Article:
Film: Avatar

“Avatar” by James Cameron (2010)

The most advanced high-tech features have been used to produce this film. The director, James Cameron, has applied the use of 3D techniques with such an ability that the spectator quickly forgets the film is no longer 2D. Cameron does not feel the need to show off with eccessive special effects: he uses just what is needed to get the spectator fully involved.

Before going to the cinema, I must admit that I wasn’t too keen on watching Avatar: I was convinced it would be yet another great money-making blockbuster which would disappoint me. Instead I was surprisingly intrigued by the film from the first few minutes.

It takes some time to get used to the 3D effect and for some people it may cause headaches, however I found that after a while I had completely forgotton about it and I was absolutely involved in the film.

The war between Pandora inhabitants and Terrestrians is violent and symbolic. It represents the constant mistake Humans have made in abusing and misusing nature’s resources and their lack of understading of nature. It also denounces the cruelty of wars caused solely for financial purposes.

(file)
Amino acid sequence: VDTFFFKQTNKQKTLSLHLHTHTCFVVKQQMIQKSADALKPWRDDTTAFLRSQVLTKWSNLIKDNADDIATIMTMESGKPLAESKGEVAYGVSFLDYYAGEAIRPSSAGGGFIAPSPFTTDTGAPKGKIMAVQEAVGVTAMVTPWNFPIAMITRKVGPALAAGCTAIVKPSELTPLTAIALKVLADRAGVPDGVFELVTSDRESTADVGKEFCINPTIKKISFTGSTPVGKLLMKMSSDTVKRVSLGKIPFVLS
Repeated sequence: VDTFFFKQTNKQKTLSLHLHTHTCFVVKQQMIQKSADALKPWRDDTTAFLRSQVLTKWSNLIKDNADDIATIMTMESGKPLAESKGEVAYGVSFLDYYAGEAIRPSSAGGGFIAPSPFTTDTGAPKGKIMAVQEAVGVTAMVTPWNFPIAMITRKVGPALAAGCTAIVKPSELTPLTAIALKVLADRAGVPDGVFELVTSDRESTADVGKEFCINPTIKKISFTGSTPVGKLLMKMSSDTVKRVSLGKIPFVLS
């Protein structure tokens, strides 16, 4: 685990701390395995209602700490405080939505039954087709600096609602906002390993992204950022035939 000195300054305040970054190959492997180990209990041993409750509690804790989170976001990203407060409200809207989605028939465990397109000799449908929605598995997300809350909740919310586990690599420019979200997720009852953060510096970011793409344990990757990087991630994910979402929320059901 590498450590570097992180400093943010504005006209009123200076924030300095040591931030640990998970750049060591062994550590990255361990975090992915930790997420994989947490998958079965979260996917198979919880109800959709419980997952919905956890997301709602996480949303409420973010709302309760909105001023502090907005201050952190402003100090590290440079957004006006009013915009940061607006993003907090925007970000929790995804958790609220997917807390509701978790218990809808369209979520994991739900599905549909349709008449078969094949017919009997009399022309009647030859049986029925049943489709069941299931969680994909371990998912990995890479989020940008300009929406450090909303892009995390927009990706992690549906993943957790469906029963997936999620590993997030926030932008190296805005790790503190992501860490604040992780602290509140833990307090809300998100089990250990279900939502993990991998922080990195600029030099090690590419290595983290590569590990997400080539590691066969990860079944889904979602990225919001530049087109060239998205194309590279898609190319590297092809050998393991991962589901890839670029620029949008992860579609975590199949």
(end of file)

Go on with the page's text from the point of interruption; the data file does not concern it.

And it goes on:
At the same time, Avatar expresses a deeply philophical meaning of life as a part of nature’s cycle. Maybe inspired by Buddhism, the Na’vis (the human-like blue creatures of Pandora) follow a religion based on the veneration of nature. A true Na’vi must learn to ‘listen to it, hear it and understand it’. Nature ‘speaks’ to the Na’vi. Only the human who will learn the language of nature like the Na’vis will become part of their tribe.

Although the film takes us far away to a distant world, the themes it brings to us are not far away at all from our day-to-day reality and inspires us to build a better world.

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